Settle The Soil With Water – Good contact between the roots and the soil is important, however if you press down to firmly as often happens when you step on the soil you can cause compaction. This reduces the movement of water through the soil and leaves very few air spaces. Instead pour water in as you fill the hole with soil, this allows the soil to settle evenly without allowing it to compact. In the spring wait until the soil is crumbly before planting.

Unwrap The Roots – It is always best to remove the container to give the roots a chance to spread out naturally when planting. If the rootball is firm enough and will remain solid without support, this container can be removed prior to putting the plant into the planting hole. If the rootball is not solid the container should only be removed after the plant is in the planting hole so it can be supported by the surrounding soil. Otherwise the soil will fall away and expose the tender feeder roots. You then should remove plastic containers, fiber pots and wire and burlap (when planting trees or shrubs). The reason for this is with plastic pots – they will not decompose and will not allow the roots to spread for growth, with fiber pots – fiber pot decompose very slowly and will actually pull water away from the roots. The synthetic burlap and wire often used on trees and shrubs will not decompose and eventually the wire will strangle the roots as the plant matures.

Accommodate The Rootball – General rule of thumb when planting is make your rootball at least two times the width of the root ball, but no deeper than the height. If your rootball is planted to deeply the plant will have a difficult time growing and may even die. The top surface of the rootball should be level with or a fraction of an inch below the surrounding soil – no deeper. Tender roses are the only exemption to this rule.

Know The Mature Size Of Your Plants – You should space your plants based on their mature size rather than how big they are when you plant them.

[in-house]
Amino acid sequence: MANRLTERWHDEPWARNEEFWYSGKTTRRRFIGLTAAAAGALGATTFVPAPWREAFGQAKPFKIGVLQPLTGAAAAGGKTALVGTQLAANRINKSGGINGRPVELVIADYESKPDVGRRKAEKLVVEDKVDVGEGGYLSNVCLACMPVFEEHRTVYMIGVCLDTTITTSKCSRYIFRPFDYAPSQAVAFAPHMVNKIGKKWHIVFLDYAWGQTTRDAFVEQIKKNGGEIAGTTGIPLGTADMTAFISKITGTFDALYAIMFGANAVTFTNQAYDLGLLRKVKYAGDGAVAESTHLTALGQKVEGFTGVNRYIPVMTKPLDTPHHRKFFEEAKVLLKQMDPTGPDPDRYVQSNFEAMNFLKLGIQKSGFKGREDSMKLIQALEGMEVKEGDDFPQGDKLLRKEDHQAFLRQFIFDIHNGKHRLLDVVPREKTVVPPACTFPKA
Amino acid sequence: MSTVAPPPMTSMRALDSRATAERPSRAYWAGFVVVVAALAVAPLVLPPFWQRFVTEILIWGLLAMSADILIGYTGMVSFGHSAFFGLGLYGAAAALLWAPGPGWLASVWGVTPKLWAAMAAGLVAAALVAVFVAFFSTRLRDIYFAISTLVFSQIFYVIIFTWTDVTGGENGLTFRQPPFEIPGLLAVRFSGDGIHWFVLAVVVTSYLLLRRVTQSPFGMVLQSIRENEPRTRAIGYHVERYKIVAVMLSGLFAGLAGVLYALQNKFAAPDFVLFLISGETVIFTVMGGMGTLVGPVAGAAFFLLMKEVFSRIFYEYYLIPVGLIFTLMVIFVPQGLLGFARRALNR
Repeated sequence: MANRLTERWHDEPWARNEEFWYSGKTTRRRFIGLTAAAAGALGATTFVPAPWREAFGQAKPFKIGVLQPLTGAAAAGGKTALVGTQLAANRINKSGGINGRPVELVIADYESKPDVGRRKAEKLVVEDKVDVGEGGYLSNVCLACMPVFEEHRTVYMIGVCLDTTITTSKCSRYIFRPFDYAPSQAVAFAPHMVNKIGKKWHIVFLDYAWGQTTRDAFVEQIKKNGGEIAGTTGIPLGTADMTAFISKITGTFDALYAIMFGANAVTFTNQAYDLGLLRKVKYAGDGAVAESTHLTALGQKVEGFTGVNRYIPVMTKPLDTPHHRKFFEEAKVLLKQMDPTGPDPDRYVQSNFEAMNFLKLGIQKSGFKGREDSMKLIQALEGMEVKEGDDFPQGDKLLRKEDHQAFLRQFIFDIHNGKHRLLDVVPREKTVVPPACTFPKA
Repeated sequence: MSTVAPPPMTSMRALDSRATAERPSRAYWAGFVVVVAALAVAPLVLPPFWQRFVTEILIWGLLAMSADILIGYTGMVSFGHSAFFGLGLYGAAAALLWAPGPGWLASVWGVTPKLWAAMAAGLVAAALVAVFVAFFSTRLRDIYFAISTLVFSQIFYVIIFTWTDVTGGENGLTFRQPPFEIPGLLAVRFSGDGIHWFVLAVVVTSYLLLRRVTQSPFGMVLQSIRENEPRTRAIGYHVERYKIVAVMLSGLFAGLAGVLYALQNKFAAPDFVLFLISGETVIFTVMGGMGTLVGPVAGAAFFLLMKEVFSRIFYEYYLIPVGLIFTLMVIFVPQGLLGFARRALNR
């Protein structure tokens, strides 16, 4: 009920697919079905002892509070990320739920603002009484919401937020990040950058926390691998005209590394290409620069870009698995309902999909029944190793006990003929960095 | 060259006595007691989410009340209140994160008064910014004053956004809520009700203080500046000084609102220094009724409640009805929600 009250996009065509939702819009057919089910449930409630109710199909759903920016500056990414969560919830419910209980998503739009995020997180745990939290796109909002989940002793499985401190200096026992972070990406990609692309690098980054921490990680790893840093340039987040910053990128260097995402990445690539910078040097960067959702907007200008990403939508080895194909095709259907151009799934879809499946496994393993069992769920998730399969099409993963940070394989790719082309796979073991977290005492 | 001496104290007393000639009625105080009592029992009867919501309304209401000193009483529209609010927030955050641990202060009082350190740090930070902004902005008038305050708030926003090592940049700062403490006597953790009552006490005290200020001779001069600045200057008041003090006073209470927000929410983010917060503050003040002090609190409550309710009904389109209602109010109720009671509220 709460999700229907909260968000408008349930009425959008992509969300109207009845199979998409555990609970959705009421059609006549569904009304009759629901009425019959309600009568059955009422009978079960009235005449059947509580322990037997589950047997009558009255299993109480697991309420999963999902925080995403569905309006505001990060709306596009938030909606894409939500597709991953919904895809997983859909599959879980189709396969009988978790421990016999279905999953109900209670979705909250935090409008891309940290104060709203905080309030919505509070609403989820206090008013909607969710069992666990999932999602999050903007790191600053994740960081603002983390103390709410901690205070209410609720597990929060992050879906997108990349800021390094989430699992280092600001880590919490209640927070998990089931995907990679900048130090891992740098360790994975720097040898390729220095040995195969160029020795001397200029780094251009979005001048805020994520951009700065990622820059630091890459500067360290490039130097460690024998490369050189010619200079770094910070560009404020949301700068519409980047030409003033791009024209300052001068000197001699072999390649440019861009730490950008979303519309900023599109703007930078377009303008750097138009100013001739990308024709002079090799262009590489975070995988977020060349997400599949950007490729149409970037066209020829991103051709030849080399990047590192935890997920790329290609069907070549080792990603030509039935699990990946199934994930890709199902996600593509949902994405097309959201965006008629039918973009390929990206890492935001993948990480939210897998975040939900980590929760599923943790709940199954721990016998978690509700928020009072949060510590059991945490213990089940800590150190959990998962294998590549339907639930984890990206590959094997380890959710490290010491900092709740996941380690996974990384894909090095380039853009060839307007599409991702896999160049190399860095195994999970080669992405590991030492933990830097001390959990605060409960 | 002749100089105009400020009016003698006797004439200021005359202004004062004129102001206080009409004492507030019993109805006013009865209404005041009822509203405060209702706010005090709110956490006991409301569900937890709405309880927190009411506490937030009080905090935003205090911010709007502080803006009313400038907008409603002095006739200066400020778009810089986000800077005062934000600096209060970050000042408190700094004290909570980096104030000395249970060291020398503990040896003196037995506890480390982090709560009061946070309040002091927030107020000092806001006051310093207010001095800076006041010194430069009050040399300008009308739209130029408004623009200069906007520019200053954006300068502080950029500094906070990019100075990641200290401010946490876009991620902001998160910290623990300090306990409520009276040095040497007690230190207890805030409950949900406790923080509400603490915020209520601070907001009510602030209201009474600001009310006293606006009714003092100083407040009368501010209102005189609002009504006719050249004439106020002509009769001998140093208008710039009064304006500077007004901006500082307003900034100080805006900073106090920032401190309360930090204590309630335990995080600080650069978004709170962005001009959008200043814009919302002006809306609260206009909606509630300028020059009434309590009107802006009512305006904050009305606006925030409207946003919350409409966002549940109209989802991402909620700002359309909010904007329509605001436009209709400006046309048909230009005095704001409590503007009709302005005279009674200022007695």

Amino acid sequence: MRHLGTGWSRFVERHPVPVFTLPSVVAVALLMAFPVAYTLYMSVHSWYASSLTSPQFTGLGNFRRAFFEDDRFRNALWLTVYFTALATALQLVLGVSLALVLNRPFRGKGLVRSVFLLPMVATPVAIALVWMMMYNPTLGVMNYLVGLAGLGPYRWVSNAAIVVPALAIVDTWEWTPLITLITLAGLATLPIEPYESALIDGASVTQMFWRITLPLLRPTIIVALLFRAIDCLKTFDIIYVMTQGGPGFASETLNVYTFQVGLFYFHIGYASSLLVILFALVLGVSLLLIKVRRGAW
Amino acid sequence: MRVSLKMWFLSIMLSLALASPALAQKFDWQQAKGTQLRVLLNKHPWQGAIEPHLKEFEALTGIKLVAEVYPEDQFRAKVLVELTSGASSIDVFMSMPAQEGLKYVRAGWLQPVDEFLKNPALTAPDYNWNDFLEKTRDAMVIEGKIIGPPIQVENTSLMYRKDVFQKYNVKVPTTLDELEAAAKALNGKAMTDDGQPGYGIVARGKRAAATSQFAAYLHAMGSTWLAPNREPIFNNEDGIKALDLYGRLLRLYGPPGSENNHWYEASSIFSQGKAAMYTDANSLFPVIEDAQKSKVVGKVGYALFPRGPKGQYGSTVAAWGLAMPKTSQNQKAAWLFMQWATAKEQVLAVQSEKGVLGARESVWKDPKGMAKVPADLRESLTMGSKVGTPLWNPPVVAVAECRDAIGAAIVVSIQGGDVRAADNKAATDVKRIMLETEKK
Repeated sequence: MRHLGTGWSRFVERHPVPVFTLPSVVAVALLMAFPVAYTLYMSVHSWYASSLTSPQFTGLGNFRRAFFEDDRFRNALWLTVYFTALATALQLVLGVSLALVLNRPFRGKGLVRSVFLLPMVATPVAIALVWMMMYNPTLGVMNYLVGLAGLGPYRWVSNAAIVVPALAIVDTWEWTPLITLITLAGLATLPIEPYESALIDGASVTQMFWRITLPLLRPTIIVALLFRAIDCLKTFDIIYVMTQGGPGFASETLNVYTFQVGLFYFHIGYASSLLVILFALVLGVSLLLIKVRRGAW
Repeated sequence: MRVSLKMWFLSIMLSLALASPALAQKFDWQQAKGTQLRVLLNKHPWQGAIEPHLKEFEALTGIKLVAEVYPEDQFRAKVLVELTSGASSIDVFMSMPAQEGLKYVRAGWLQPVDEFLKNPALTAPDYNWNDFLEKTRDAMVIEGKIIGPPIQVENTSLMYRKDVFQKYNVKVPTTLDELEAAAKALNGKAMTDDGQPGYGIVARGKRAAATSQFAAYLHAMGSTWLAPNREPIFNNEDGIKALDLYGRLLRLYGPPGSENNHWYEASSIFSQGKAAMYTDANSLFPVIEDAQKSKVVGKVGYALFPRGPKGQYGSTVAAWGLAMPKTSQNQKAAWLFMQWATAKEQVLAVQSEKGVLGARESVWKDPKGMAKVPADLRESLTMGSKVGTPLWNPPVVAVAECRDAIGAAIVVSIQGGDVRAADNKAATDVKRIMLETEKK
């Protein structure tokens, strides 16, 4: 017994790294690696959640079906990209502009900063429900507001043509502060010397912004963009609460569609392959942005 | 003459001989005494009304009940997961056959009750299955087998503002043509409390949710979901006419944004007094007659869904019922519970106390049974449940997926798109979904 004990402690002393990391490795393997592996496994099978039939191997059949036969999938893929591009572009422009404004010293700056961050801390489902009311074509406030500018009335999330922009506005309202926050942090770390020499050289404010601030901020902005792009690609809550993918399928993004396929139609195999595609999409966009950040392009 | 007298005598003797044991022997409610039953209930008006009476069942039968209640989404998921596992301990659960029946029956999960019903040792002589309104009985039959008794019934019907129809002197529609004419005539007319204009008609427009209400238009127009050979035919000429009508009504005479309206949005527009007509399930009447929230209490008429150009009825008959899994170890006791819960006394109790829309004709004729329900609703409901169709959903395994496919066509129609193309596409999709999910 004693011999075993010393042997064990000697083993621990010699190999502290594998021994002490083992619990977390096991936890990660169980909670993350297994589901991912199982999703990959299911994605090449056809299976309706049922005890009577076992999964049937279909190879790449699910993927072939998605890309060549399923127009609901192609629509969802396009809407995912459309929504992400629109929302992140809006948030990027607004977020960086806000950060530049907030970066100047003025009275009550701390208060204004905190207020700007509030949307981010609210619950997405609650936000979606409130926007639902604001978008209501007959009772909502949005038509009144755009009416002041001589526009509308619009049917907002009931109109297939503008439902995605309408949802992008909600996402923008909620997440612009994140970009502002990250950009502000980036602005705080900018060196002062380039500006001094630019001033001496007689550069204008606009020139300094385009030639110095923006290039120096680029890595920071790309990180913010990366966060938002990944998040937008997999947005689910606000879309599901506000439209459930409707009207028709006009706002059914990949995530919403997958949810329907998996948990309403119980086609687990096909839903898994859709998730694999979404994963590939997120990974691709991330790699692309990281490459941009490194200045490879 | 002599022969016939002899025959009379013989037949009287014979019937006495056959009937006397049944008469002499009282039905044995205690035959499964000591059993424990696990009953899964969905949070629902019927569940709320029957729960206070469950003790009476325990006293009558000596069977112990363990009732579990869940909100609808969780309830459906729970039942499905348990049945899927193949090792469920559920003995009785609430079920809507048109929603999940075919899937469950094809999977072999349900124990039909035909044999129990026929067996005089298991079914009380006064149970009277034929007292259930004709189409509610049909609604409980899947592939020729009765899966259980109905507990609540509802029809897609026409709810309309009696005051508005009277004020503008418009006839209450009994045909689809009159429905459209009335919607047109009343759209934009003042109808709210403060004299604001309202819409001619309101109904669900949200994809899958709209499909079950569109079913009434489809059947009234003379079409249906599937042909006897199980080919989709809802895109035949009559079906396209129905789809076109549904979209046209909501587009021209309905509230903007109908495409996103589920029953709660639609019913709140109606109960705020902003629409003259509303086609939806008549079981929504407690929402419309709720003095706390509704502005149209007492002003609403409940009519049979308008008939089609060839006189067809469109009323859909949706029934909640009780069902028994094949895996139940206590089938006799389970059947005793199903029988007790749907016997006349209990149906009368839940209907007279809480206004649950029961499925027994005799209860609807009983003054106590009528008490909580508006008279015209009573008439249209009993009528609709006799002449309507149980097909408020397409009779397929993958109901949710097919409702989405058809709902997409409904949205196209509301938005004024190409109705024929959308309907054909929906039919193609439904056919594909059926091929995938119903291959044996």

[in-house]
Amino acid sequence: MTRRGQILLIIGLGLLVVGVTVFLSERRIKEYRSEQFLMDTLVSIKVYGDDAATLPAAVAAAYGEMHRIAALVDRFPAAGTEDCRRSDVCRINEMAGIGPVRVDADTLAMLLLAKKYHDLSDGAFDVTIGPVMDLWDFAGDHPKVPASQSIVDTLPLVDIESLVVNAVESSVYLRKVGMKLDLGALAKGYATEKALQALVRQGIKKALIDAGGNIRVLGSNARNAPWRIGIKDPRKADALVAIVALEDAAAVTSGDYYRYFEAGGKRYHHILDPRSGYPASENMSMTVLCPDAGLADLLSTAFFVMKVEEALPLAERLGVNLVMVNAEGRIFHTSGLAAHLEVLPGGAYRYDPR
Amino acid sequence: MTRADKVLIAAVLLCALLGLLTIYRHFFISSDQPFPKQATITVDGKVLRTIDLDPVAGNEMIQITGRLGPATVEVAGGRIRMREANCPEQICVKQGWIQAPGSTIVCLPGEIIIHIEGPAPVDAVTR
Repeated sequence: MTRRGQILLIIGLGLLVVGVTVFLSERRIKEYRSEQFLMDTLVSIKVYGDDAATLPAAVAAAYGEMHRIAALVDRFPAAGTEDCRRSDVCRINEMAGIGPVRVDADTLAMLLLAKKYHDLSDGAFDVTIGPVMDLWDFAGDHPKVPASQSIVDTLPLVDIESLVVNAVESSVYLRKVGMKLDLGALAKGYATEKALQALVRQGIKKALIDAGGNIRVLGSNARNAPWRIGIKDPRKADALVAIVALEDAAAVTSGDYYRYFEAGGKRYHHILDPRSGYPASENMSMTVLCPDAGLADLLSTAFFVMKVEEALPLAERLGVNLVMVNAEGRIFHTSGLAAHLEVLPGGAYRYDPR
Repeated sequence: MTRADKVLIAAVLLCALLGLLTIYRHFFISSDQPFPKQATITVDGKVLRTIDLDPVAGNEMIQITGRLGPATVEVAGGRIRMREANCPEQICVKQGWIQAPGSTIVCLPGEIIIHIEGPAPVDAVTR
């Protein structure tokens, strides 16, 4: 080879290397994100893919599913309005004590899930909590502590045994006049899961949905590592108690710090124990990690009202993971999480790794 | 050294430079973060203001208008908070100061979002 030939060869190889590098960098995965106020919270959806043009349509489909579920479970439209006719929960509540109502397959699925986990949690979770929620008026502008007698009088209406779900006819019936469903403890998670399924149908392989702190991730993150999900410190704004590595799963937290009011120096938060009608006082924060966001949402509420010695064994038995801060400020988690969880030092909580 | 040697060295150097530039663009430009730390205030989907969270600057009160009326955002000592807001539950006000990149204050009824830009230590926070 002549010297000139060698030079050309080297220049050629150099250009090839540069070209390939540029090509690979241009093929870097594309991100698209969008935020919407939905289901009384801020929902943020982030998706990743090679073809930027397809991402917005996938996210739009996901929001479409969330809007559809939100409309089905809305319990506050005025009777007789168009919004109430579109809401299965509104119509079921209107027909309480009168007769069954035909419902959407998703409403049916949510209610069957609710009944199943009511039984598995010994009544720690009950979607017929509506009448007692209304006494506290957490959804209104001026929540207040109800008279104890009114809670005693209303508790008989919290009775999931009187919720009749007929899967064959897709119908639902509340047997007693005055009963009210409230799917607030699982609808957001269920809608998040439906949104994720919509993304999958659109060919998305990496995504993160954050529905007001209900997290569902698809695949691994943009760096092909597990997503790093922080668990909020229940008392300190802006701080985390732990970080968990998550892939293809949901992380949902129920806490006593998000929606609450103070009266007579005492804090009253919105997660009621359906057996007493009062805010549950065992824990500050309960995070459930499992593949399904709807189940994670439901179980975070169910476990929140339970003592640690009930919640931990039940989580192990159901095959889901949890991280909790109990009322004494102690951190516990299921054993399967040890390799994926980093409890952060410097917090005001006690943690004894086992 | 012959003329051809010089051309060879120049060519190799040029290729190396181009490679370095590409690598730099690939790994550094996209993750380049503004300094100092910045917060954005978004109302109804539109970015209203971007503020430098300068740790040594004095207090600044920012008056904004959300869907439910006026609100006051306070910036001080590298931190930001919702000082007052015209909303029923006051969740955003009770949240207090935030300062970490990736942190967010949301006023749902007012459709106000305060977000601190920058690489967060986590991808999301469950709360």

Identify Your Plants – Keep track of what’s in your garden by putting a tag next to each plant to help you keep track of what you have.

Water Deeply – It is better to water deeply when necessary than to water lightly more often. Deep and thorough watering forces the roots to grow as they search for water and will help them survive dry spells when water bans may restrict your watering regime. Container gardening are the watering exceptions as they can quickly dry out and may even need daily watering.

If you are looking for a florist who knows not just how to design a fabulous vase or wedding, but also can help you become the master of your garden and indoor plants give Ginger Kaiser at Willows Floral a call!!!

Ginger Kaiser * Willows Floral * 303.989.6446 * Flower_Queen@comcast.net

 

Our second speaker was Dr. Dorothy Parrott from Behavioral Vision Care in Lakewood, Colorado. Dr. Parrott’s talk today was about the history of behavioral vision and our vision. At the turn of the 20th century there was a scientist in Spain who was working with cadavers and tracing the electrical impulses in the brain. Working with other scientists and researchers he found that he could see that if there was a flaw of any kind in the vision it would be unfixable through any measure and this belief held until 1872. When fortunately a scientist and psychologist came along that was working with animals, this was Dr. Arnold Gausel. He is known throughout the behavioral vision community for being the pioneer. In his forties he went back to medical school to become a pediatrician, so he could work with children and be the number one pediatrician and prove that the past training and research was wrong and vision could be corrected with visual training. He was working the Yale physicians to work with children that had vision problems and used his visual training method to correct a wide variety of issues. His start in this field is still being studied and worked with a Yale to develop new and more innovative ways to train not only children but adults as well to change the communication between the brain and the eyes. The thing that we have learned about prescription glasses over the years is that many optometrists give prescriptions that are too strong. Dr. Parrott then passed around a few of the lens that they use to train their visual patients, the lens are used to work with patients that have a lazy eye, cross eyed, and she even had some that they work with people that have balance issues. If you need an optometrist that with really try to work with you and all of your vision issues give Dr. Dorothy Parrott a call!

Dr. Dorothy Parrott * Behavioral Vision Care * 303.986.9554 * www.behavioralvision.com